Late last year I wrote about my ‘yearly theme’ that I dubbed Year of Distillation. This theme included whittling down as much as possible the time that I spend mindlessly on YouTube, Twitter, and even Mastodon to a degree. I also wanted to spend more time reading and writing. Generally, I wanted to move from a passive state to an active one.
This move to more active modes of entertainment has allowed me to clarify some things in my head. Of course not many people make these changes in their lives permanently for the first time, so I’ve slipped a little lately. With that I’ve started noticing some patterns in my old behaviour now that it’s rearing its head once again.
One of those patterns was simply arguing with people on social media for stupid things that, firstly, had little control over, and, secondly, had little effect on my day to day life. I’d find myself in these long threads going back and forth about useless shit. In the end, I’d leave the debate feeling like I had wasted my time. I couldn’t help myself until I read a post on reddit lately that clarified something in my mind.
I’ll be going over that and expanding on that post here.
Of course this part here is self-serving in that I’m really just telling you what lead up to this clarity. The post on reddit went something along the lines of: “Arguing online with people on many fronts is pointless, especially with how little impact you’re really making.” It was with this post that I was able to start catching myself before I actually reply to someone.
This allowed me to notice more underlying and subconscious behaviours. I started to catch myself searching for the bad. I would look at the explore topics on Twitter, searching for bigs to argue with or try to find some comment contradicting the premise of a YouTube video. Ultimately, these threads and debates would resurface from time to time in my conscious mind. These so-called “terrible people” were living in my head rent-free. Of course, really these people are not terrible; they’re just not communicating with positive intent.
There’s one common thread that connects all these comments and debates: communication in bad faith. Communicating in bad faith looks like a few things.
Surely you’ve seen it in the past where someone just claims to be “owning the libs” in their debate threads while completely ignoring the person they were responding to. Debates are, for these people, often a chance to compete or to one-up someone.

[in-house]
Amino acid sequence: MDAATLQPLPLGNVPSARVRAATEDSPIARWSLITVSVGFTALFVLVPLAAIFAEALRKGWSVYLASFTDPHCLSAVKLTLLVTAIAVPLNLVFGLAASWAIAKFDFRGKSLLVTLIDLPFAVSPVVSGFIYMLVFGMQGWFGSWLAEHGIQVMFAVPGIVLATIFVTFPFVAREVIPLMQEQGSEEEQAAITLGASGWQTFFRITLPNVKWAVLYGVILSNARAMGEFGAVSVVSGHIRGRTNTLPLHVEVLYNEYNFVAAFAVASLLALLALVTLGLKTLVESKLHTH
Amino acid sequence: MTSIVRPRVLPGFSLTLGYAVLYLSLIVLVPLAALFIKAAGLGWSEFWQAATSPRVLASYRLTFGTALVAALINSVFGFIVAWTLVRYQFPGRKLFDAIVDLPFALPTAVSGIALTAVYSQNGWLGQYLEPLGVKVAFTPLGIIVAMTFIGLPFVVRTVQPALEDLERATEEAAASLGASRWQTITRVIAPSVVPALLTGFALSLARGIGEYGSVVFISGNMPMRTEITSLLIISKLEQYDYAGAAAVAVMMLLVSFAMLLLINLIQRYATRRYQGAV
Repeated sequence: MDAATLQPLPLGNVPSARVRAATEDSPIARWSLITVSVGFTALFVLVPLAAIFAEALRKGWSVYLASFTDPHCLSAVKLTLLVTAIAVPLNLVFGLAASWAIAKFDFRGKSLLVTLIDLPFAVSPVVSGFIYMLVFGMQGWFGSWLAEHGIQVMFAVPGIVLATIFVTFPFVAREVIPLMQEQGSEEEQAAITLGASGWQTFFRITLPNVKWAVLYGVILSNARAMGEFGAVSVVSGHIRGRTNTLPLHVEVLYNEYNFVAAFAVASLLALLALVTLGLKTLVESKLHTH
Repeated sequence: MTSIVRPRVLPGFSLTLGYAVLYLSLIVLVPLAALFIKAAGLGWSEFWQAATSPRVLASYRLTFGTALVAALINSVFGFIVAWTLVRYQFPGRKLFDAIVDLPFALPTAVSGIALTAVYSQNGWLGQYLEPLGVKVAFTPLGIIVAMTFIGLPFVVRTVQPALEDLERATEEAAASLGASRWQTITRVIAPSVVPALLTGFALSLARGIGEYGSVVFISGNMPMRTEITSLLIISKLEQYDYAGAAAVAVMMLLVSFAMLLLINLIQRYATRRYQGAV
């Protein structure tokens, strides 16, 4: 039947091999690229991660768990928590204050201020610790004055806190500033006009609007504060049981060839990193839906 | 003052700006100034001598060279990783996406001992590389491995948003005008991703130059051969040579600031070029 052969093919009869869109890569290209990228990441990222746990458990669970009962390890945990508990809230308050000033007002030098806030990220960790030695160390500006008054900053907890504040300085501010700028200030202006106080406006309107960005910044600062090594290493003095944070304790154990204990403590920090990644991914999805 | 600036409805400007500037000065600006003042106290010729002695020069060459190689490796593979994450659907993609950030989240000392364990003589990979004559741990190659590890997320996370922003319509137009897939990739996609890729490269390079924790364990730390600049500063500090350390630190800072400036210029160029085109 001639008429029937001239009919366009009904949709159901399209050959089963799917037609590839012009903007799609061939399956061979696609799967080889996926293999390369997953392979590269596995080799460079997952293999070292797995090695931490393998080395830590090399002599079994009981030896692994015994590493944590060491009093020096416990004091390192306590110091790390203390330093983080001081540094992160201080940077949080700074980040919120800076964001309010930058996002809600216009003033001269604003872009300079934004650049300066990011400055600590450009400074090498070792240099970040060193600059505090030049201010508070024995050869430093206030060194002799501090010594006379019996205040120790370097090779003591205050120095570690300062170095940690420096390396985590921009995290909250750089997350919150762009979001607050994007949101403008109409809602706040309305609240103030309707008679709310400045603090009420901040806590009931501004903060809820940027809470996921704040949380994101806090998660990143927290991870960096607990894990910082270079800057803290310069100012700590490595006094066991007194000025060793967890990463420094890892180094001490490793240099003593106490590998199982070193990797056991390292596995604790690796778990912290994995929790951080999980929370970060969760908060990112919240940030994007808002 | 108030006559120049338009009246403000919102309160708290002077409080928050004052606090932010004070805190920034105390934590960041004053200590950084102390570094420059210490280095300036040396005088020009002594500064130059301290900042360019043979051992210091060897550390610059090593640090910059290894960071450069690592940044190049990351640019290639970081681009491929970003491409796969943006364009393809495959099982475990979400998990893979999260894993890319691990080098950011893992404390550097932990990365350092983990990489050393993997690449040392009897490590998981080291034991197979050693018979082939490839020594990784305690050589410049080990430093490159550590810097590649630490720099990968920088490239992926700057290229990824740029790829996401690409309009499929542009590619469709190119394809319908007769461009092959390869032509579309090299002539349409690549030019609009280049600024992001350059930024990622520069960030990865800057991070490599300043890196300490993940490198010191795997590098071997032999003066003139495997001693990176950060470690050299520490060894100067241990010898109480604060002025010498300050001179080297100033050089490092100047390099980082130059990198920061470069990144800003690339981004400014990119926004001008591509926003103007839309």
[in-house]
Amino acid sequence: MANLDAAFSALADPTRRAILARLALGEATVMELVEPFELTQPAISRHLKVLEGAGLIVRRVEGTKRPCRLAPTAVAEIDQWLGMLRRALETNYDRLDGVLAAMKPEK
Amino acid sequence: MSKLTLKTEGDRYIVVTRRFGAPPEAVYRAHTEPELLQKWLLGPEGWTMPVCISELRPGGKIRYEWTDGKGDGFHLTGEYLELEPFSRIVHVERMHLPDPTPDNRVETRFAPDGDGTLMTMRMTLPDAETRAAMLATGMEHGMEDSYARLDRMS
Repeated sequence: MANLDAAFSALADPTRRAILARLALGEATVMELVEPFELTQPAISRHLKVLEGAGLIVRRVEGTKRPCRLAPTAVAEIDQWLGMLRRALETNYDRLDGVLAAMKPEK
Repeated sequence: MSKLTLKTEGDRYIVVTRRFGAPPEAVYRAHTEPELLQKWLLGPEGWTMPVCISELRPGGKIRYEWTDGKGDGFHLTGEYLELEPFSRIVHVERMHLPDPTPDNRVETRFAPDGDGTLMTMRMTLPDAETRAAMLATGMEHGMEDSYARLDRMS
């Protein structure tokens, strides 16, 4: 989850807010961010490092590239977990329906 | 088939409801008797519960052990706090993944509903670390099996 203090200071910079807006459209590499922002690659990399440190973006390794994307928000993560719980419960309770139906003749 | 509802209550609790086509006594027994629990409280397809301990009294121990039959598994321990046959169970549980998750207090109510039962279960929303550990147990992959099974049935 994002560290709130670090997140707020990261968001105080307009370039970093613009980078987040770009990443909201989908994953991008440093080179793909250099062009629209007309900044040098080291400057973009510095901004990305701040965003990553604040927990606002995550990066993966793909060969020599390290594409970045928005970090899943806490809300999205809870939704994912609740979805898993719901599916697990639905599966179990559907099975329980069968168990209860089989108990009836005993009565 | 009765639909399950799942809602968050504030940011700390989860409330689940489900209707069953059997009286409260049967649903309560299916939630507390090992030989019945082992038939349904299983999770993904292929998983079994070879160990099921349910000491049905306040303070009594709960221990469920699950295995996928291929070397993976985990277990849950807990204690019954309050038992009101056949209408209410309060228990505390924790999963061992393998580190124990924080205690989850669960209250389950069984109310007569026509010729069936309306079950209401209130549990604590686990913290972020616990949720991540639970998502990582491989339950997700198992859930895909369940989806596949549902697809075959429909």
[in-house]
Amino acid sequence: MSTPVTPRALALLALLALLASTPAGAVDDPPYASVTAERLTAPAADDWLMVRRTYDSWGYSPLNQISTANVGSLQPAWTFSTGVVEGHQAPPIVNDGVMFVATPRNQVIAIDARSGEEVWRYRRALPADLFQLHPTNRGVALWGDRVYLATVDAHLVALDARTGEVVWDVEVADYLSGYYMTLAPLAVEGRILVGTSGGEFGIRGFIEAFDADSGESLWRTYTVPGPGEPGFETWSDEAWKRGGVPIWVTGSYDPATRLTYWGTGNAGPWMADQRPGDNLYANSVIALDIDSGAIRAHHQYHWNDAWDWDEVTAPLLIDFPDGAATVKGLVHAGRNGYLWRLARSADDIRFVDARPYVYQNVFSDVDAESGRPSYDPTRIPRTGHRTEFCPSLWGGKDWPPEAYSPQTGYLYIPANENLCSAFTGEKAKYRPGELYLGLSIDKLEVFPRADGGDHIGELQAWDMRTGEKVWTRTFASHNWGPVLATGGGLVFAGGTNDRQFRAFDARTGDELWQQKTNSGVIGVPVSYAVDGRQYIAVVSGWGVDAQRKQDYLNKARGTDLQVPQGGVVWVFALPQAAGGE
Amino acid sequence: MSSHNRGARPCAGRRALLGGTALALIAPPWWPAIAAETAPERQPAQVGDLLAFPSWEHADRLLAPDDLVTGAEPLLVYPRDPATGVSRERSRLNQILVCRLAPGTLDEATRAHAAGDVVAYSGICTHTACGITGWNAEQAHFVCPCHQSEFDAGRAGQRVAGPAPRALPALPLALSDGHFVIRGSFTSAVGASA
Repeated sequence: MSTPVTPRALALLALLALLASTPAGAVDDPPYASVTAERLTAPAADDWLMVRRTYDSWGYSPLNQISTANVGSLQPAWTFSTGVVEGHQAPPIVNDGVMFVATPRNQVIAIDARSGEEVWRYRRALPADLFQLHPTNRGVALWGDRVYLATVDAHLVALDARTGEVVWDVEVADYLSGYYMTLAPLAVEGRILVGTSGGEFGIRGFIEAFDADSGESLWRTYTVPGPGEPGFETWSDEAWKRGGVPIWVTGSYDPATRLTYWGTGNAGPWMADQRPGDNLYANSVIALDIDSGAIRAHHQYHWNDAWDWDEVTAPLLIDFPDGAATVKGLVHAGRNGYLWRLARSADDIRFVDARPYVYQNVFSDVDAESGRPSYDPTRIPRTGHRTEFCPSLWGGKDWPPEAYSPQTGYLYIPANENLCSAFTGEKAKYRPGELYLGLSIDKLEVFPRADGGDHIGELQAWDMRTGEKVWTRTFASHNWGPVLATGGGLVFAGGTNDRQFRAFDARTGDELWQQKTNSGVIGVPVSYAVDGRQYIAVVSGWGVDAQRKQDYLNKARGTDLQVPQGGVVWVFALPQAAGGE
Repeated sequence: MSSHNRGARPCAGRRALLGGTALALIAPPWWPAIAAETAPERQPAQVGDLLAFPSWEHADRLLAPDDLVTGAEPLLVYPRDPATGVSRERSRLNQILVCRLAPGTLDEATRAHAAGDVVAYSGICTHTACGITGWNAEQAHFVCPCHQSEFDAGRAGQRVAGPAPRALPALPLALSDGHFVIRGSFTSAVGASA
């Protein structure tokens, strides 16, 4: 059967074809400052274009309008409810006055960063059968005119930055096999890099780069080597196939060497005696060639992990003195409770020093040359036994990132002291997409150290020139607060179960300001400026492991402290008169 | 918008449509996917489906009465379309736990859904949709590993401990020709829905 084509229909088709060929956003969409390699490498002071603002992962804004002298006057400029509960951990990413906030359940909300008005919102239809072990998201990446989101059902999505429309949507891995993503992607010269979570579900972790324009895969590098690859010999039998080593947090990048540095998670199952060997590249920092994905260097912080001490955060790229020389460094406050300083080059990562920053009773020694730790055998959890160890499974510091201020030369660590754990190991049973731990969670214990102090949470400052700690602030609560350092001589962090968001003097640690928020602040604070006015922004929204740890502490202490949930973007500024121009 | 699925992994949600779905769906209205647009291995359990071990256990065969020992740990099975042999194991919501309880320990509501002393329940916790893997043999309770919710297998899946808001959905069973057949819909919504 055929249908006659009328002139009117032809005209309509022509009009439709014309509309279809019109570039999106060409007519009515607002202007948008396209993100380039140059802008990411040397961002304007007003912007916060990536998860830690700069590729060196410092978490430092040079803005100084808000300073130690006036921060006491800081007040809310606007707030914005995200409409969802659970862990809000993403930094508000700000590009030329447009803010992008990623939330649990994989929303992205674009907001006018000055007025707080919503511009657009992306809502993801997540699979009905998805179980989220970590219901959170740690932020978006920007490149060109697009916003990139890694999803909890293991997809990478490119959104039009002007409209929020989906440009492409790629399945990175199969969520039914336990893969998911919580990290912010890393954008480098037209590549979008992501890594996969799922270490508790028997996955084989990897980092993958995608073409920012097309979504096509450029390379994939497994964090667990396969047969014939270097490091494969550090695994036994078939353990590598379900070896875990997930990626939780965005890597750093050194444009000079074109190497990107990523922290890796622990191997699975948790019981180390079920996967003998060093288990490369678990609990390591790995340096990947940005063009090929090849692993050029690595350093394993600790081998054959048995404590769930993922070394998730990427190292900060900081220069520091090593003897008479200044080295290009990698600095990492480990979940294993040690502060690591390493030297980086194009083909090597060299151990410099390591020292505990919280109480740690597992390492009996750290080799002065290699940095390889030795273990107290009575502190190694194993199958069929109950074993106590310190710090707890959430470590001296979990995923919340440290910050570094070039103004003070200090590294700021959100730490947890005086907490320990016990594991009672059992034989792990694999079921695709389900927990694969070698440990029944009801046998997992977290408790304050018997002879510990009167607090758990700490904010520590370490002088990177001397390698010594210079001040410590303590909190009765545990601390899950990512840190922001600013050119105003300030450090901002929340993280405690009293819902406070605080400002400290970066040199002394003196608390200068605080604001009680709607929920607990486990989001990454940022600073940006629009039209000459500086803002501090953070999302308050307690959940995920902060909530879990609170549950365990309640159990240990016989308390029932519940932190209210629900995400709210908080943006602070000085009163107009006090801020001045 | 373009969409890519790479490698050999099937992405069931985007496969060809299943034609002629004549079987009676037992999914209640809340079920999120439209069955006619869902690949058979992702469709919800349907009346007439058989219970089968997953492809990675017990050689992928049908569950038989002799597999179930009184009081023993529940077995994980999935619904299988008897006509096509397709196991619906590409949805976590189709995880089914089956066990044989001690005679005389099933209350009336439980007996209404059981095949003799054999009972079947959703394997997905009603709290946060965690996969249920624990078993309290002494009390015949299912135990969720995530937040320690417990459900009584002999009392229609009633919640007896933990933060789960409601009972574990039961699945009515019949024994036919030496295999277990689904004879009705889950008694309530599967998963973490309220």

In the end this is really just someone who intends to put on a performance. Make no mistake, this person honestly thinks that they are superior to the person that they’re debating, and they had no intent of seeing eye to eye.
You’re not the same as me. You’re a different breed, a different species almost. If you’re a liberal then of course you believe XYZ thing and there’s no way that we can agree on anything. If I find myself agreeing with you then I’m just like you. I can cede no ground for to cede ground is to validate your entire being, or at least what I believe you to be.
_Aside:_There have been so many times where I’ve been criticized to be the opposite of what I believe myself to be politically. If I believe XYZ then I must be a liberal entirely. If I believe ABC, then I must be a conservative, surely. It just goes to show how deep the tribalism runs when enough conditioning occurs.
Of course most of these debates end up devolving into a barrage of insults. You’re a pussy because you can’t come up with an argument clever enough to counter me (this is usually following your expression of no longer wanting to debate the topic). If you’re not a pussy, then you’re an asshole. If you’re not a nazi, then you’re at the very least a racist. Usually this is one of the clearest indications that its pointless to continue the debate. The person is attacking you at this point, no longer attacking your arguments.
The result of all these debates, especially the ones that include the clear indicators of bad faith communications, is frustration. Either you’re frustrated with yourself for being sucked into a counterproductive and meaningless thread of conversation. Or, you’re frustrated at the other person for being, excuse my language, a dickbag. Nobody leaves these threads feeling like they accomplished something; quite the opposite in fact.
Usually what’s actually been accomplished here is the reinforcement of beliefs. You were no closer to convincing the other person of your beliefs than when the debate started. Because of course a conservative would believe such hogwash, and of course all conservatives believe such hogwash. So I best be on the lookout for this hogwash, for there be conservitards afoot! These damn conspiracy theorists!
Of course, when you argue with a conspiracy theorist, you’re validating those beliefs, in essence. If you debate the merits of a conspiracy theory, then you’re entertaining the possibility that these conspiracy theories may have merit. You’d be better off simply ignoring such conspiracies.
Why is that?
By interacting you’re doing three things:
- Like just mentioned, you’re indicating you think there may be merit in the theory
- You’re elevating the conversation, bringing further attention to it. Twitter will show your followers the replies that you’ve made to someone from time to time, which will bring more eyeballs to it.
- You’re simply wasting your time. If this person believes XYZ conspiracy theory, then they’ve likely gone off the deep end where logic breeds to die. Flat earthers do not come to logical conclusion without logical fallacy, for example.